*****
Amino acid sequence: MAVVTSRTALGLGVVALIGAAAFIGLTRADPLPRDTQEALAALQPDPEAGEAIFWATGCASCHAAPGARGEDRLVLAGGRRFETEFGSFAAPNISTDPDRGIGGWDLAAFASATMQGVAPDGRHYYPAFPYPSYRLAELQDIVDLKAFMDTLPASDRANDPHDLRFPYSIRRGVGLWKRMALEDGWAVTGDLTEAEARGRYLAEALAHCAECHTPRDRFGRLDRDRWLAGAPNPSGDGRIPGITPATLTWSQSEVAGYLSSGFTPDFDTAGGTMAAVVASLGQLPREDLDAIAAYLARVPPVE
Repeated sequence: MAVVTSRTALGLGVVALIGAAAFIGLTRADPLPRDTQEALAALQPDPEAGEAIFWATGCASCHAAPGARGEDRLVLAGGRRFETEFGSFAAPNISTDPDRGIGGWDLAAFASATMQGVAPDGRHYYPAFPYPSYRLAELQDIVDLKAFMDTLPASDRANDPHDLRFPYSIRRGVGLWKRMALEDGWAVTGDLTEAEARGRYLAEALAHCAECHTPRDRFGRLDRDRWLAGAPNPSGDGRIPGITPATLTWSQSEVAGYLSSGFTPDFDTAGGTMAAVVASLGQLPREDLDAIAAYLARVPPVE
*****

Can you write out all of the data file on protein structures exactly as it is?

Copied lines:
Amino acid sequence: MAVVTSRTALGLGVVALIGAAAFIGLTRADPLPRDTQEALAALQPDPEAGEAIFWATGCASCHAAPGARGEDRLVLAGGRRFETEFGSFAAPNISTDPDRGIGGWDLAAFASATMQGVAPDGRHYYPAFPYPSYRLAELQDIVDLKAFMDTLPASDRANDPHDLRFPYSIRRGVGLWKRMALEDGWAVTGDLTEAEARGRYLAEALAHCAECHTPRDRFGRLDRDRWLAGAPNPSGDGRIPGITPATLTWSQSEVAGYLSSGFTPDFDTAGGTMAAVVASLGQLPREDLDAIAAYLARVPPVE
Repeated sequence: MAVVTSRTALGLGVVALIGAAAFIGLTRADPLPRDTQEALAALQPDPEAGEAIFWATGCASCHAAPGARGEDRLVLAGGRRFETEFGSFAAPNISTDPDRGIGGWDLAAFASATMQGVAPDGRHYYPAFPYPSYRLAELQDIVDLKAFMDTLPASDRANDPHDLRFPYSIRRGVGLWKRMALEDGWAVTGDLTEAEARGRYLAEALAHCAECHTPRDRFGRLDRDRWLAGAPNPSGDGRIPGITPATLTWSQSEVAGYLSSGFTPDFDTAGGTMAAVVASLGQLPREDLDAIAAYLARVPPVE